In his well-known Query XIV of Notes on the State of Virginia, published in 1787 though written earlier, Jefferson reiterated his belief that slavery had a baneful effect, particularly upon the white people of a free commonwealth. He discussed at length the question of whether the white and black races were equal, deciding that there was probably an unbridgeable inferiority in intelligence and difference in temperament which emancipation would not remove. He hoped that slavery could be eliminated. But a second step would be required “unknown to history,” because emancipation in the ancient world had not required absorption of an alien race. “When freed, he is to be removed beyond the reach of mixture.” This was essentially the same answer to slavery given by Abraham Lincoln, who had no idea what to do about slavery except use it as political propaganda to aid his career, proclaiming emancipation in the worst possible way and only when it became a useful support to his war of invasion and conquest.

Slavery extended naturally into the new states to which Southern families migrated, and such States joined the Union without any question until 1819. In that year a majority in the House of Representatives attempted to prevent the admission of Missouri, from the Louisiana Purchase and settled largely by people from Virginia and Kentucky, unless it changed the constitution adopted by the people to eliminate slave-holding. This issue, though temporarily compromised, embroiled Congress and the American people in a recurrent bitter controversy over what was called “the extension of slavery.” The ultimate result of the controversy was secession.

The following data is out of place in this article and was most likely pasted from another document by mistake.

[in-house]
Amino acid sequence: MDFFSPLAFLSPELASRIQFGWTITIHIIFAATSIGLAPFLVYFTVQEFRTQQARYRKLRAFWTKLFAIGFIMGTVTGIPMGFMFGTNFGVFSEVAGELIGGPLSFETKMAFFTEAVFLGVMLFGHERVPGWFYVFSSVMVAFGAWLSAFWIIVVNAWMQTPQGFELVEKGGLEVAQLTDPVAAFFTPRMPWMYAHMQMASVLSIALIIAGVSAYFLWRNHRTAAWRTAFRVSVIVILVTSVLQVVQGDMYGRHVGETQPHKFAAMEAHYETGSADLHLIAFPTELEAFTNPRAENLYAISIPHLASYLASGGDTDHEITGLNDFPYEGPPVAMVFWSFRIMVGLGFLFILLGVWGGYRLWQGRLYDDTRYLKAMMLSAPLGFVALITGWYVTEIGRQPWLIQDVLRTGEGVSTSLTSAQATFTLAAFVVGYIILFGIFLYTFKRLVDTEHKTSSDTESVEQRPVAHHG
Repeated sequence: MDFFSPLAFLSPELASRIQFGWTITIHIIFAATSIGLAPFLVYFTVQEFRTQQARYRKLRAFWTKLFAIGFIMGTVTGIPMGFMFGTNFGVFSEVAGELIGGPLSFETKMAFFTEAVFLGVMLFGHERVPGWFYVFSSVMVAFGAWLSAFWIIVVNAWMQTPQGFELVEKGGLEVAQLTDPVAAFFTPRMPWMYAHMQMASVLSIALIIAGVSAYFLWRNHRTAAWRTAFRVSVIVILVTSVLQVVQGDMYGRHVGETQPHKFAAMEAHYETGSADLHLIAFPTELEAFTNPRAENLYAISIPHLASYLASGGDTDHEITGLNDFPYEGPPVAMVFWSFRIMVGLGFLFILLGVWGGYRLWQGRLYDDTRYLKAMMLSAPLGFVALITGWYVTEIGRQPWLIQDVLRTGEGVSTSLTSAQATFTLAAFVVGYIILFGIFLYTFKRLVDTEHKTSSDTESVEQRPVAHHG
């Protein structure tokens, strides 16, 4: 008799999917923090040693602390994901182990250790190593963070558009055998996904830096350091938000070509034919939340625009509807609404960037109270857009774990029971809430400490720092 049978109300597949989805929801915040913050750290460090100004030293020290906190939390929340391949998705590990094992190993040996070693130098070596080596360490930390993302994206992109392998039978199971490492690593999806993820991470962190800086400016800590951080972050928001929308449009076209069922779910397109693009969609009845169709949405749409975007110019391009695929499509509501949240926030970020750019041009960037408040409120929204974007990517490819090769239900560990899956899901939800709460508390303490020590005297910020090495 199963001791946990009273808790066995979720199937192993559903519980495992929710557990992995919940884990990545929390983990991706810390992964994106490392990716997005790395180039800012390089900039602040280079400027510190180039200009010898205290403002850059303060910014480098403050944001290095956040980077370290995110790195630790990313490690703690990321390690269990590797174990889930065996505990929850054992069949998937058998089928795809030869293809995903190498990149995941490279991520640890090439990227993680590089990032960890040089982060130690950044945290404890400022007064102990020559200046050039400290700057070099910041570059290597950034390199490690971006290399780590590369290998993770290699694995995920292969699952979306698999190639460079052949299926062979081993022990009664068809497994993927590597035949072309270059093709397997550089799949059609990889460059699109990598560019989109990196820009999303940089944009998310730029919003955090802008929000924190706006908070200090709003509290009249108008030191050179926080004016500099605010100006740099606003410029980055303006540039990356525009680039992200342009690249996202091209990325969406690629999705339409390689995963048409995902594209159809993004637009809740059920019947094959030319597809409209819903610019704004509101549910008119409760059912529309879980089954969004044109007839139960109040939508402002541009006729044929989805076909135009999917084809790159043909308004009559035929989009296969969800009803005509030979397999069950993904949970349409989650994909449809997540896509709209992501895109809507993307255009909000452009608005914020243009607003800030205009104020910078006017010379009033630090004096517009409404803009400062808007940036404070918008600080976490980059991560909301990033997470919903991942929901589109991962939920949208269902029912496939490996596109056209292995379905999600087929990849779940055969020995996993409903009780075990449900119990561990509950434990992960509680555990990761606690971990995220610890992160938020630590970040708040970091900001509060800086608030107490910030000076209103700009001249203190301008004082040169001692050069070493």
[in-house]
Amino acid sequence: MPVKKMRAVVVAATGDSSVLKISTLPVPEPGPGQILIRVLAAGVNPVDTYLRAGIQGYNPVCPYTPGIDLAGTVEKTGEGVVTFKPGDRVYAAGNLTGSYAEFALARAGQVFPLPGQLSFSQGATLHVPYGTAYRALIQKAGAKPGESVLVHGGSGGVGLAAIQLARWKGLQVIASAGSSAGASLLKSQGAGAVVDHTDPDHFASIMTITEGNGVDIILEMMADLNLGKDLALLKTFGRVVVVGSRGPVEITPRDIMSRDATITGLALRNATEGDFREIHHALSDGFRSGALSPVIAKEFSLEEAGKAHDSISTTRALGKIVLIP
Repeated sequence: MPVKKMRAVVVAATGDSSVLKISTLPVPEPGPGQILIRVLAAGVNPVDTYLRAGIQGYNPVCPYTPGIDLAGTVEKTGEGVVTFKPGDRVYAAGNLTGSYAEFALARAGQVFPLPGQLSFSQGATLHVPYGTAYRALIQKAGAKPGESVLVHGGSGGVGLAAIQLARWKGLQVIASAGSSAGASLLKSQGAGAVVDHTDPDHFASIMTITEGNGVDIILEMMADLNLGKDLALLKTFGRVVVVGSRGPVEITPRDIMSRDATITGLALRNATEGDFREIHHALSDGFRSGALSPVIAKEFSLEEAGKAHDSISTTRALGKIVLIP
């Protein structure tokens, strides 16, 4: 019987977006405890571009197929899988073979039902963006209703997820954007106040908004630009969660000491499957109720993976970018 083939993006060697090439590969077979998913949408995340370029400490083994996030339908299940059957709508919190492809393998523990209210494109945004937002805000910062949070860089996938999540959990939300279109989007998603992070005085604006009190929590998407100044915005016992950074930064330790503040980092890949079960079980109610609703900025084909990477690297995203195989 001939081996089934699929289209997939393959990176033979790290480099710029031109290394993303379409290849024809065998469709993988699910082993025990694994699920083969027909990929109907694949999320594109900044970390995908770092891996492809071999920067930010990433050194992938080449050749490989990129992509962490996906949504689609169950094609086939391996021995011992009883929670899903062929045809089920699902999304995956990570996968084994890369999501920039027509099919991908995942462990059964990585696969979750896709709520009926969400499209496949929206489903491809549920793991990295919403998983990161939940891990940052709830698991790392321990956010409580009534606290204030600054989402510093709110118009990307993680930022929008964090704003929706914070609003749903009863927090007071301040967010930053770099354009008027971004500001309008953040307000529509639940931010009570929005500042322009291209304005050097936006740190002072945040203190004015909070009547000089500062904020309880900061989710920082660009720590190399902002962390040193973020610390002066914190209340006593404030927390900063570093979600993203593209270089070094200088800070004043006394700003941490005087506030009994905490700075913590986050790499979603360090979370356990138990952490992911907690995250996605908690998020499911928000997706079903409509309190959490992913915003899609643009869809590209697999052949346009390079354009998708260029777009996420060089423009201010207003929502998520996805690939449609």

In 1860 Lincoln’s party called for prohibiting what it termed “the extension of slavery” into the territory acquired by the Mexican War. The party called itself Republican after Thomas Jefferson’s party on the grounds of Jefferson’s support of the Northwest Ordinance. This was a presumptuous act of deceit, especially since the new Republican party represented the polar opposite of Jeffersonian economic policies and its core consisted of the Yankee-derived elements of the American population which had viciously opposed him.

Let’s see what the retired elder statesman Thomas Jefferson had to say about the “extension of slavery.” To his old friend Lafayette he explained the Missouri controversy as “a trick of hypocricy” on the part of the monarchy men he had put down in 1800, explaining:

On the eclipse of federalism with us, although not its extinction, its leaders got up the Missouri question, under the false front of lessening the measure of slavery, but with the real view of producing a geographical division of parties, which might ensure them the next President. The people of the North went blindfold into the snare . . . .